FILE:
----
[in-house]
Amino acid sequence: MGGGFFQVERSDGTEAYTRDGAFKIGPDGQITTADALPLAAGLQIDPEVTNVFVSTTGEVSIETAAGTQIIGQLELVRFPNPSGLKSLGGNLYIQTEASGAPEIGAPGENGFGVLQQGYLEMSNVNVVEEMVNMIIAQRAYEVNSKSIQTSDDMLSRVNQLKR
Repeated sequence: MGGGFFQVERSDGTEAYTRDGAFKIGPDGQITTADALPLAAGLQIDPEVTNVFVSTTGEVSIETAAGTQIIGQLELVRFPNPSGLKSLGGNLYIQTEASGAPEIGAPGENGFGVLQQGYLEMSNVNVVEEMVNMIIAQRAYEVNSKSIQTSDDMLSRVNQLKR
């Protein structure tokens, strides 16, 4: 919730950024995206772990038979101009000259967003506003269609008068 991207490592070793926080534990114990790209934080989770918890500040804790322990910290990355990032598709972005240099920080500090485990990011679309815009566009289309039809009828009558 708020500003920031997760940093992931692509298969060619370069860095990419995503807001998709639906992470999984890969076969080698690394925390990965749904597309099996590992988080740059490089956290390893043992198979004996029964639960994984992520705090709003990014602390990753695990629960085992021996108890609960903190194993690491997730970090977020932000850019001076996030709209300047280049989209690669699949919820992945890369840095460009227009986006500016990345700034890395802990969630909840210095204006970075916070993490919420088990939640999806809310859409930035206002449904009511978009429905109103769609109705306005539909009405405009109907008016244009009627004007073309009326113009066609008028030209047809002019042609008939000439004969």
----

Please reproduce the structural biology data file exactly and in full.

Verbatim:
[in-house]
Amino acid sequence: MGGGFFQVERSDGTEAYTRDGAFKIGPDGQITTADALPLAAGLQIDPEVTNVFVSTTGEVSIETAAGTQIIGQLELVRFPNPSGLKSLGGNLYIQTEASGAPEIGAPGENGFGVLQQGYLEMSNVNVVEEMVNMIIAQRAYEVNSKSIQTSDDMLSRVNQLKR
Repeated sequence: MGGGFFQVERSDGTEAYTRDGAFKIGPDGQITTADALPLAAGLQIDPEVTNVFVSTTGEVSIETAAGTQIIGQLELVRFPNPSGLKSLGGNLYIQTEASGAPEIGAPGENGFGVLQQGYLEMSNVNVVEEMVNMIIAQRAYEVNSKSIQTSDDMLSRVNQLKR
């Protein structure tokens, strides 16, 4: 919730950024995206772990038979101009000259967003506003269609008068 991207490592070793926080534990114990790209934080989770918890500040804790322990910290990355990032598709972005240099920080500090485990990011679309815009566009289309039809009828009558 708020500003920031997760940093992931692509298969060619370069860095990419995503807001998709639906992470999984890969076969080698690394925390990965749904597309099996590992988080740059490089956290390893043992198979004996029964639960994984992520705090709003990014602390990753695990629960085992021996108890609960903190194993690491997730970090977020932000850019001076996030709209300047280049989209690669699949919820992945890369840095460009227009986006500016990345700034890395802990969630909840210095204006970075916070993490919420088990939640999806809310859409930035206002449904009511978009429905109103769609109705306005539909009405405009109907008016244009009627004007073309009326113009066609008028030209047809002019042609008939000439004969």